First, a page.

Provisional Co-Op is accrued and billed against receipts into Amazon fulfillment centers on a monthly basis. Provisional Co-Op rates may differ based on the period, country, product group, and agreement type.
Provisional rates and billing details are published via Payments > Co-Op > Provisional Co-Op Rates.
How Do Vendors Avoid Being Charged Provisional Co-Op Rate?
To avoid being charged provisional Co-Op rates, vendors/suppliers need to set up their MDF, damage allowance, and/or freight allowance Co-Op agreements before shipping items to Amazon.
To create new Co-Op agreements, connect with your Vendor/Account Manager. Once a negotiated Co-Op agreement is reached between you and Amazon, Amazon will stop charging you any provisional Co-Op rates and retroactively apply your negotiated rates during the time that the provisional Co-Op rates were charged.
Can Provisional Co-Op Rates be Corrected if Charged Incorrectly?
If charged a provisional Co-Op rate, vendors need to contact their Vendor/Account Manager to set up a Co-Op agreement as soon as possible.
Once the Co-Op agreements are set up, Amazon will automatically adjust the provisional payments with the final amounts per the Co-Op agreements. If vendors believe that they were incorrectly billed for Co-Op, go to dispute a Co-Op agreement invoice or Help > Dispute Management > Dispute a Co-Op Agreement Invoice.
When Incoming revenue from received inventory and outgoing payments for submitted invoices vary drastically, vendors may sometimes have a debit balance to settle with Amazon.
A debit balance occurs when a vendor's/supplier's payable balance exceeds their current receivable balance. When Amazon determines that future payments to a vendor/supplier will exceed future receivables, they identify the vendor's/supplier's account as having a debit balance.
The debit balance can be caused by a number of deductions that Amazon may initiate, including Co-Op, Returns, and non-compliances (chargebacks). Amazon then holds back an amount from current payables to avoid or minimize the debit balance. Amazon may place a hold on an account at any time to cover anticipated amounts owed to them that have the potential to create a debit balance.
Provisions for Receivables
Provisions for receivables are temporary credit memos that Amazon can place on vendors' accounts when the forecasted costs associated with returns, marketing, and rebates that are due to Amazon exceed the forecasted payments owed to the vendors.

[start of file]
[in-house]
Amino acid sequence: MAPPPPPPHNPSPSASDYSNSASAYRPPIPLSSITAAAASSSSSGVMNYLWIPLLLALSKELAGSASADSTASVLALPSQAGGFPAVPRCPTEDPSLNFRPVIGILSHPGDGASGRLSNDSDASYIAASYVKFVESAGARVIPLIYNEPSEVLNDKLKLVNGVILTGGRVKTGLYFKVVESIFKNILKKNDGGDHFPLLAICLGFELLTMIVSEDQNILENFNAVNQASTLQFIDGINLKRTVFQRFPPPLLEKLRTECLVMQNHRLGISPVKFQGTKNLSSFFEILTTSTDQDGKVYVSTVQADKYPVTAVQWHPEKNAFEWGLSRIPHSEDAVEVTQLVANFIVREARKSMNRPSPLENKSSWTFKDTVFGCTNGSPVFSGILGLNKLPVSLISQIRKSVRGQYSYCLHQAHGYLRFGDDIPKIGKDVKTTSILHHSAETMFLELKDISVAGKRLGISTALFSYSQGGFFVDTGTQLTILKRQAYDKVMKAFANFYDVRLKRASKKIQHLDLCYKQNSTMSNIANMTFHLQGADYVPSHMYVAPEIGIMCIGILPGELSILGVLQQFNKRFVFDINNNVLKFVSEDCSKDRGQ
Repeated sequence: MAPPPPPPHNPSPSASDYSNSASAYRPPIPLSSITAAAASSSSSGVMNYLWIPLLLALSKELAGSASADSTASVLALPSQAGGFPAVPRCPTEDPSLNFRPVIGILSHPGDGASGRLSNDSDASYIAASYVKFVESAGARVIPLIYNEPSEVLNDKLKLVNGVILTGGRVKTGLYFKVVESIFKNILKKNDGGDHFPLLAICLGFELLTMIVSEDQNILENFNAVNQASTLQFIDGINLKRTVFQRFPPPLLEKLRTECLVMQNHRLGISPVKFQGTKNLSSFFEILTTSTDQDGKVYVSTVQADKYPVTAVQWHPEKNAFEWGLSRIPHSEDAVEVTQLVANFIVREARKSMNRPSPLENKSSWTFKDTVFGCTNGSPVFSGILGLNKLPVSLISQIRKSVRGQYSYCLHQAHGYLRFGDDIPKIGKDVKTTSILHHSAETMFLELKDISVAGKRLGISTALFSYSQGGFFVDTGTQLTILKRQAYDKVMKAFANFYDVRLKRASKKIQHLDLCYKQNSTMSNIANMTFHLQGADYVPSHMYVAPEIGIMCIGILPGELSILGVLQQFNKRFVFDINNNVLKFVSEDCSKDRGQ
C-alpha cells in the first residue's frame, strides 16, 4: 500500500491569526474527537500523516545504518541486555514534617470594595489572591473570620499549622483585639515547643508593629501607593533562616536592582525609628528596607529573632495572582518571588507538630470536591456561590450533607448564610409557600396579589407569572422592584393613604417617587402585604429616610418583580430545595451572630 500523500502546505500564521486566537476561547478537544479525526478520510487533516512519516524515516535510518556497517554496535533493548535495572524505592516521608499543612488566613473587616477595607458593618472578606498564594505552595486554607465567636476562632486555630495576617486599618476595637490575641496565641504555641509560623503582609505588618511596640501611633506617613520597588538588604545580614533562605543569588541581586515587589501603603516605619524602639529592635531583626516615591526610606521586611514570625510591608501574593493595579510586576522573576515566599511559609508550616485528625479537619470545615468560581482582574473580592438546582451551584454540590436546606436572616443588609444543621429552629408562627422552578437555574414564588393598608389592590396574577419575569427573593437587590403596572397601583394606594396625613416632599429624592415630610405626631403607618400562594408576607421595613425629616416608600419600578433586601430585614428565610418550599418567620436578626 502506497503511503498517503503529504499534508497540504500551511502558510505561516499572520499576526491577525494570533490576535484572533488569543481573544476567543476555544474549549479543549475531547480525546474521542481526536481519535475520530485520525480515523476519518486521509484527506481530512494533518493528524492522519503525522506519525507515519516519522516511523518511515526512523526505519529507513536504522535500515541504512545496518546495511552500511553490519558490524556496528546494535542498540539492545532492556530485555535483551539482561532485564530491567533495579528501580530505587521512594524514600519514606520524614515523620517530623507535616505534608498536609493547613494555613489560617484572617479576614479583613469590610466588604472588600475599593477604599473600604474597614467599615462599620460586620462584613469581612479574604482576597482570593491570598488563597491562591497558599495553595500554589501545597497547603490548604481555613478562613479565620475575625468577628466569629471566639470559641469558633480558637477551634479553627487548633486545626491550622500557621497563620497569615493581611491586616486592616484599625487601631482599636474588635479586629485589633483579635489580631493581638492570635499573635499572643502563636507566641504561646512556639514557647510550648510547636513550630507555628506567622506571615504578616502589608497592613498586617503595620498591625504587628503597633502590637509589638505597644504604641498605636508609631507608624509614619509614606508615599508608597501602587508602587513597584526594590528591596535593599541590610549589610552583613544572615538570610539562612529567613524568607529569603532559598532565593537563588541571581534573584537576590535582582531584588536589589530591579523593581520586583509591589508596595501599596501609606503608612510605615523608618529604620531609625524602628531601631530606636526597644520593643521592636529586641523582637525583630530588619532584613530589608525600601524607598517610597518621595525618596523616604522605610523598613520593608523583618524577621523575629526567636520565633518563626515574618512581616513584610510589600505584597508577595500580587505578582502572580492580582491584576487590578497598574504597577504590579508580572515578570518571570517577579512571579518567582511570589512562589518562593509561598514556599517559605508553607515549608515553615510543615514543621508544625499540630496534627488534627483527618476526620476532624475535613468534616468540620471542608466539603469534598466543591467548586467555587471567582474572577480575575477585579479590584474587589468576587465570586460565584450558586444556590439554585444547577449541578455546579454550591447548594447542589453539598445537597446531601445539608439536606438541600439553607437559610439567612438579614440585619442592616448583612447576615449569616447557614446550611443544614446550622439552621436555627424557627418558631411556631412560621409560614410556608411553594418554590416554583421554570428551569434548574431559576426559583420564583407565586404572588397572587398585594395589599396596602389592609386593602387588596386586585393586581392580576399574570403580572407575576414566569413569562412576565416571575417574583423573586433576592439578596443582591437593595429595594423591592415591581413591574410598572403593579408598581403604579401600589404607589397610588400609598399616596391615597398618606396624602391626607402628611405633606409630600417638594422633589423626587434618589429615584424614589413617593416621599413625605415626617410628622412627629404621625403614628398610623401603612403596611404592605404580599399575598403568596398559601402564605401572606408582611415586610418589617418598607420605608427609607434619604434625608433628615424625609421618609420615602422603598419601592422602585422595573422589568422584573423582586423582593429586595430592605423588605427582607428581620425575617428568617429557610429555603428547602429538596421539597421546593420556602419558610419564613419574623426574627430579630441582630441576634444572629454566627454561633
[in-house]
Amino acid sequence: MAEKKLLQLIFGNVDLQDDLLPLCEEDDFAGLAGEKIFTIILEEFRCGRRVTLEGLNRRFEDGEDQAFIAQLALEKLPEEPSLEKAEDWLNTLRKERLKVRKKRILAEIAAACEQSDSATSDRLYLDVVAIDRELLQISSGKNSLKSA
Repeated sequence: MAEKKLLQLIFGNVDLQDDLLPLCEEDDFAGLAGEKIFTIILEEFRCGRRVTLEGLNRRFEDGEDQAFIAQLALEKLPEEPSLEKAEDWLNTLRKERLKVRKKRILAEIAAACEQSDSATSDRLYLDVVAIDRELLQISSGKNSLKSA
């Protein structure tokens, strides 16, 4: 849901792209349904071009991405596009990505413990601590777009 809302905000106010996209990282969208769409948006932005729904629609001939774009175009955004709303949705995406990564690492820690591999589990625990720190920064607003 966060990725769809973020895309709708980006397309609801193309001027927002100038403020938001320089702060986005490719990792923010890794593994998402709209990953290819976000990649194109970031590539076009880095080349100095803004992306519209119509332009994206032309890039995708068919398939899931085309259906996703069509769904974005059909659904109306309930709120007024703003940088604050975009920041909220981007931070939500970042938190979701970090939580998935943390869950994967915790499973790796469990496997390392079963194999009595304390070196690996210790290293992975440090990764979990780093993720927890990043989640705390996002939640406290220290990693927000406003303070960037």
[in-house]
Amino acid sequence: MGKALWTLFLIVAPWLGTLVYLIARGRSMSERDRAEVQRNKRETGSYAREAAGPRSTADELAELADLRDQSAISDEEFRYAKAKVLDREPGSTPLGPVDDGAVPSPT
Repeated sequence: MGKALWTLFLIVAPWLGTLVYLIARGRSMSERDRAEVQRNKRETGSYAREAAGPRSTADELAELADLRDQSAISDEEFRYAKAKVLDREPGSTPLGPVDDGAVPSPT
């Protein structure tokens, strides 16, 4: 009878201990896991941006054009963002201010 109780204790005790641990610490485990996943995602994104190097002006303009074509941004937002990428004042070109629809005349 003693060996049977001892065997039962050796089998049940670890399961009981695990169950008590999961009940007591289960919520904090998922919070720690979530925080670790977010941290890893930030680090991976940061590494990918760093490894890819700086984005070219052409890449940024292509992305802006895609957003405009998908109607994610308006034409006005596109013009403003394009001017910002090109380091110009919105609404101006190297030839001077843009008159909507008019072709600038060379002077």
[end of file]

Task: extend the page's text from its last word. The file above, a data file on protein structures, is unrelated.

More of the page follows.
The purpose of these provisions is to prevent returns, marketing, and rebates, creating a debit balance on the supplier's account. Provisions are deducted from payments due to suppliers, and are subject to a subsequent adjustment based on the actual costs of returns, marketing, and rebates and the actual payments due to suppliers.
When a provision is placed on a supplier's account, it will give the date it was placed and display as YYMMDD _ PROVISION _ FOR _ RECEIVABLES. For example, a date of 161017 on a supplier's remittance means that the provision was placed on October 17, 2016.
The temporary provision for receivables will reverse when invoices for returns, marketing, and rebates are settled or a decision is made not to return the inventory. When a provision is reversed, it will show as YYMMDD _ PROVISION _ FOR _ RECEIVABLESR.
Provisions are recalculated, adopted, or reversed on a daily basis. As they are not "real" deductions, there are no invoice copies, and they cannot be disputed.
About Rebates, Incentives, and Co-Op Agreements
Vendors/suppliers can use the Rebates, Incentives, and Co-Op Agreements feature to reconcile their calculated amounts for agreements with Amazon billing estimates.
Based on the specifics of some agreements, Amazon requires vendors/suppliers to provide the actual amount they expect to be billed (their 'Actuals') before Amazon invoices them.
To provide Amazon with your actual billable amounts go to Merchandising > Rebates, Incentives and Co-Op Agreements and locate the required agreement.
On this page suppliers can:
Enter the actual amounts, upload files, and add comments
View the amounts they have already submitted
Check the status of their submissions
Review their supporting documentation
View Amazon's responses to their submissions
Note: a supplier's 'Actual' may be rejected if an incorrect amount was entered or the supplier did not provide sufficient documentation for Amazon to reconcile the calculations with their own.
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Written by Shawn Oleson
About Shawn Oleson
Shawn is the Retail Insights Manager for Amazon at SupplyPike. His experience supporting 1P brands at Amazon helps our teams build a quality product for our customers.Read More